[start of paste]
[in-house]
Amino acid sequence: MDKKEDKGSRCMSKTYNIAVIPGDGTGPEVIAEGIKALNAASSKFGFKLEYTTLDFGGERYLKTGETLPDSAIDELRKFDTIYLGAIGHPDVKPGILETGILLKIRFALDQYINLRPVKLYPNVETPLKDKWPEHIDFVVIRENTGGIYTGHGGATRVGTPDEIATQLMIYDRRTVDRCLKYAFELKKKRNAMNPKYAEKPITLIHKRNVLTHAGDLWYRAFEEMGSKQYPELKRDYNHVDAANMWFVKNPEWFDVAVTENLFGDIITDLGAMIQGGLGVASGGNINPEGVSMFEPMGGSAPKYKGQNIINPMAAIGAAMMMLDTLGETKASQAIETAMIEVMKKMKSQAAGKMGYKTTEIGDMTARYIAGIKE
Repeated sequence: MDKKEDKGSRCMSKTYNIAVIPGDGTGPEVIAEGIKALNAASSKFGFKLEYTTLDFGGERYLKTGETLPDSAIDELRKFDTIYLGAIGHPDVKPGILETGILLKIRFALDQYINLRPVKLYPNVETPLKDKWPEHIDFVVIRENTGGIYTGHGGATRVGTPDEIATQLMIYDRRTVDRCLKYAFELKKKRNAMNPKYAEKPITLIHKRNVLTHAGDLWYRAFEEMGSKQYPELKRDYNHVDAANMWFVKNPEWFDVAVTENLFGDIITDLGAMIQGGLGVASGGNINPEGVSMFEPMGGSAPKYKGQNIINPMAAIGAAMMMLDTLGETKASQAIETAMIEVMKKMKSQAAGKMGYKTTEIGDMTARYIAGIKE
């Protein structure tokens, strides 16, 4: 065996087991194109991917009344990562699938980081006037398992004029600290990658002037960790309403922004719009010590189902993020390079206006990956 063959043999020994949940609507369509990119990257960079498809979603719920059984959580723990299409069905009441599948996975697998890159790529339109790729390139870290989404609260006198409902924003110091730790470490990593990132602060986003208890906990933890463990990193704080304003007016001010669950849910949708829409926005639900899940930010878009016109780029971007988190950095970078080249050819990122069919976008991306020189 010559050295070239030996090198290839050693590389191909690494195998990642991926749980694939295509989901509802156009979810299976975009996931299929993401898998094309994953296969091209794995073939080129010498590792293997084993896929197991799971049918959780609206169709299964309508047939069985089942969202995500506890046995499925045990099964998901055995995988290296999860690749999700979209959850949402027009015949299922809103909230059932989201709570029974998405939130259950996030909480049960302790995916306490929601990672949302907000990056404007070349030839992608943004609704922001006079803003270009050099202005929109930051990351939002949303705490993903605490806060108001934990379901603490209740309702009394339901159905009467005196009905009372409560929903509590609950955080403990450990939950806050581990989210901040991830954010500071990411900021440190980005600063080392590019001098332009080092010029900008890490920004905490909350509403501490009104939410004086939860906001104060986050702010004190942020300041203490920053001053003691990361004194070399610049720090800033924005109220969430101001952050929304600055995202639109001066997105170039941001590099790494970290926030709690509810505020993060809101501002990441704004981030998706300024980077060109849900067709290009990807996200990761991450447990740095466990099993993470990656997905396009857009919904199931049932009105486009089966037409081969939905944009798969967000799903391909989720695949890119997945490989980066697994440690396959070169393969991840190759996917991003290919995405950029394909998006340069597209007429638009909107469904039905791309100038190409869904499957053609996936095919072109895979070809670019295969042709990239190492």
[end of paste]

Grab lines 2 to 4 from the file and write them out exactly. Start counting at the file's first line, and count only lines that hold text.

Amino acid sequence: MDKKEDKGSRCMSKTYNIAVIPGDGTGPEVIAEGIKALNAASSKFGFKLEYTTLDFGGERYLKTGETLPDSAIDELRKFDTIYLGAIGHPDVKPGILETGILLKIRFALDQYINLRPVKLYPNVETPLKDKWPEHIDFVVIRENTGGIYTGHGGATRVGTPDEIATQLMIYDRRTVDRCLKYAFELKKKRNAMNPKYAEKPITLIHKRNVLTHAGDLWYRAFEEMGSKQYPELKRDYNHVDAANMWFVKNPEWFDVAVTENLFGDIITDLGAMIQGGLGVASGGNINPEGVSMFEPMGGSAPKYKGQNIINPMAAIGAAMMMLDTLGETKASQAIETAMIEVMKKMKSQAAGKMGYKTTEIGDMTARYIAGIKE
Repeated sequence: MDKKEDKGSRCMSKTYNIAVIPGDGTGPEVIAEGIKALNAASSKFGFKLEYTTLDFGGERYLKTGETLPDSAIDELRKFDTIYLGAIGHPDVKPGILETGILLKIRFALDQYINLRPVKLYPNVETPLKDKWPEHIDFVVIRENTGGIYTGHGGATRVGTPDEIATQLMIYDRRTVDRCLKYAFELKKKRNAMNPKYAEKPITLIHKRNVLTHAGDLWYRAFEEMGSKQYPELKRDYNHVDAANMWFVKNPEWFDVAVTENLFGDIITDLGAMIQGGLGVASGGNINPEGVSMFEPMGGSAPKYKGQNIINPMAAIGAAMMMLDTLGETKASQAIETAMIEVMKKMKSQAAGKMGYKTTEIGDMTARYIAGIKE
């Protein structure tokens, strides 16, 4: 065996087991194109991917009344990562699938980081006037398992004029600290990658002037960790309403922004719009010590189902993020390079206006990956 063959043999020994949940609507369509990119990257960079498809979603719920059984959580723990299409069905009441599948996975697998890159790529339109790729390139870290989404609260006198409902924003110091730790470490990593990132602060986003208890906990933890463990990193704080304003007016001010669950849910949708829409926005639900899940930010878009016109780029971007988190950095970078080249050819990122069919976008991306020189 010559050295070239030996090198290839050693590389191909690494195998990642991926749980694939295509989901509802156009979810299976975009996931299929993401898998094309994953296969091209794995073939080129010498590792293997084993896929197991799971049918959780609206169709299964309508047939069985089942969202995500506890046995499925045990099964998901055995995988290296999860690749999700979209959850949402027009015949299922809103909230059932989201709570029974998405939130259950996030909480049960302790995916306490929601990672949302907000990056404007070349030839992608943004609704922001006079803003270009050099202005929109930051990351939002949303705490993903605490806060108001934990379901603490209740309702009394339901159905009467005196009905009372409560929903509590609950955080403990450990939950806050581990989210901040991830954010500071990411900021440190980005600063080392590019001098332009080092010029900008890490920004905490909350509403501490009104939410004086939860906001104060986050702010004190942020300041203490920053001053003691990361004194070399610049720090800033924005109220969430101001952050929304600055995202639109001066997105170039941001590099790494970290926030709690509810505020993060809101501002990441704004981030998706300024980077060109849900067709290009990807996200990761991450447990740095466990099993993470990656997905396009857009919904199931049932009105486009089966037409081969939905944009798969967000799903391909989720695949890119997945490989980066697994440690396959070169393969991840190759996917991003290919995405950029394909998006340069597209007429638009909107469904039905791309100038190409869904499957053609996936095919072109895979070809670019295969042709990239190492």